He wrote: "Dear Brendan, I hope you are well. First of all I want to take this opportunity to wish you every good luck and good health in 2013. Thank you for your help in the past and I would be very grateful if you could please advise me on the following issue on behalf of a constituent who is involved in the caravan park business.
"Berkeley He believes that (address redacted) in (location redacted) has been taken over by Nama? I do not know if this is correct or not and I would be grateful if you could let me know as this individual is interested in running the facility, or having the opportunity to do so, if such an opportunity arose. Looking forward to hearing from you."
Nama's Martin Whelan responded on Mr McDonagh's behalf, providing the Independent TD with the details for the receiver appointed to the caravan park. Mr Whelan advised Mr Healy Rae to have his constituent contact the receiver directly.
Contacted for comment, Mr Healy Rae said: "During the course of my work as a public representative I deal with hundreds of requests and queries everyday. Over the years some of these issues are in relation to what I would call Nama properties.
"I have sought advice and assistance on different occasions and there is absolutely nothing wrong with this. I am perfectly entitled to seek information on behalf of constituents and I have done this in the past and I will continue to do so in the future because not to do so would be failing in my duty of work as a public representative. I am sure that you or no one else with any type of a fair mind could have any problem with this".
March 6, 2014, saw the then Tanaiste Eamon Gilmore pass on what can only be considered to be an extraordinary request on behalf of a constituent.
In an email to Nama, Mr Gilmore said his constituent had contacted him to express their concern over the upcoming sale of land adjoining the Booterstown Nature Reserve, which Nama had sold previously in 2012 for some €400,000. The then Tanaiste said his constituent was now "wondering whether Nama would offer to purchase the site to resell to Dun Laoghaire Rathdown County Council and Dublin City Council for the public and environmental good".
Nama's Martin Whelan informed Mr Gilmore the site had been sold by a Nama-appointed receiver in 2012 following an "extensive open market campaign". Dublin City Council and Dun Laoghaire Rathdown County Council had been given the opportunity to match the highest bid at the time, but had declined to do so, he added.
He said Nama was "not in a position to buy lands on the open market from third parties in order to resell it to local authorities or other public bodies at a loss".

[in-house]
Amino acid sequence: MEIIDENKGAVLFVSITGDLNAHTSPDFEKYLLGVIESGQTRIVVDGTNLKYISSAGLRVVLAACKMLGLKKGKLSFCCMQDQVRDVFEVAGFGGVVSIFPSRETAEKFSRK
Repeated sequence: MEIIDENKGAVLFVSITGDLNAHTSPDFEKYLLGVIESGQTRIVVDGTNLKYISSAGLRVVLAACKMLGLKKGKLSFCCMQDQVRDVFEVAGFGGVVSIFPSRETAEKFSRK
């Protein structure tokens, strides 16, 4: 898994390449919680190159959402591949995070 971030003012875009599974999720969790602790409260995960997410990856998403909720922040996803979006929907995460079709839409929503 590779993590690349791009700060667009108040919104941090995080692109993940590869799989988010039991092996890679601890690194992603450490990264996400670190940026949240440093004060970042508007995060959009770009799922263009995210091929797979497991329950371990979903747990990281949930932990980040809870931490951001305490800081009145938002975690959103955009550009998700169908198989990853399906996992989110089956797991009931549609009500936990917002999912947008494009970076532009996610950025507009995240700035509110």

In the event, the lands in question were sold last September for a sum believed to be in the region of €1m to the family of Belfast-born property investor, Paddy McKillen.
Contacted in relation to his email, Mr Gilmore said: "After consulting with the constituent this matter was not taken any further with Nama."
Other queries reveal a lack of awareness on the part of our politicians when it comes to Nama, and the requirement for them to exercise absolute caution in relation to the manner in which they communicate with its officials.
One such example is the case of Fine Gael parliamentary party chairman, Dan Neville, and the emails he sent to Nama's Martin Whelan in August 2014 on behalf of a constituent who was looking to purchase lands in Limerick.
While Mr Neville asked in his first email how the constituent might go about setting up a meeting to discuss his proposal to acquire the lands in question, in a subsequent email he asked Mr Whelan to provide him with "updates" as he had been asked to "represent and assist in the negotiations". "Hope this is in order with yourself," Mr Neville said.
Mr Whelan responded, advising the Fine Gael TD to direct his constituent's query to the lands' sales agent, CBRE.
Asked for comment on his correspondence with Nama, Mr Neville said: "My contact was only to get a telephone number on behalf of a local sports club who were trying to follow up on something which had ended up going into Nama. I had nothing to do with it after that, and I don't even know what happened [in the end]."
But while Mr Neville and other TDs may have entirely legitimate explanations and reasons for their contacts with Nama on behalf of their constituents, Clare TD Pat Breen's email to Nama of October 21, 2011 speaks volumes both in relation to the kind of politicians we elect as a people, and what we expect them to do for us once they are in office.
"A constituent has contacted my office... looking for an address for Nama," he wrote.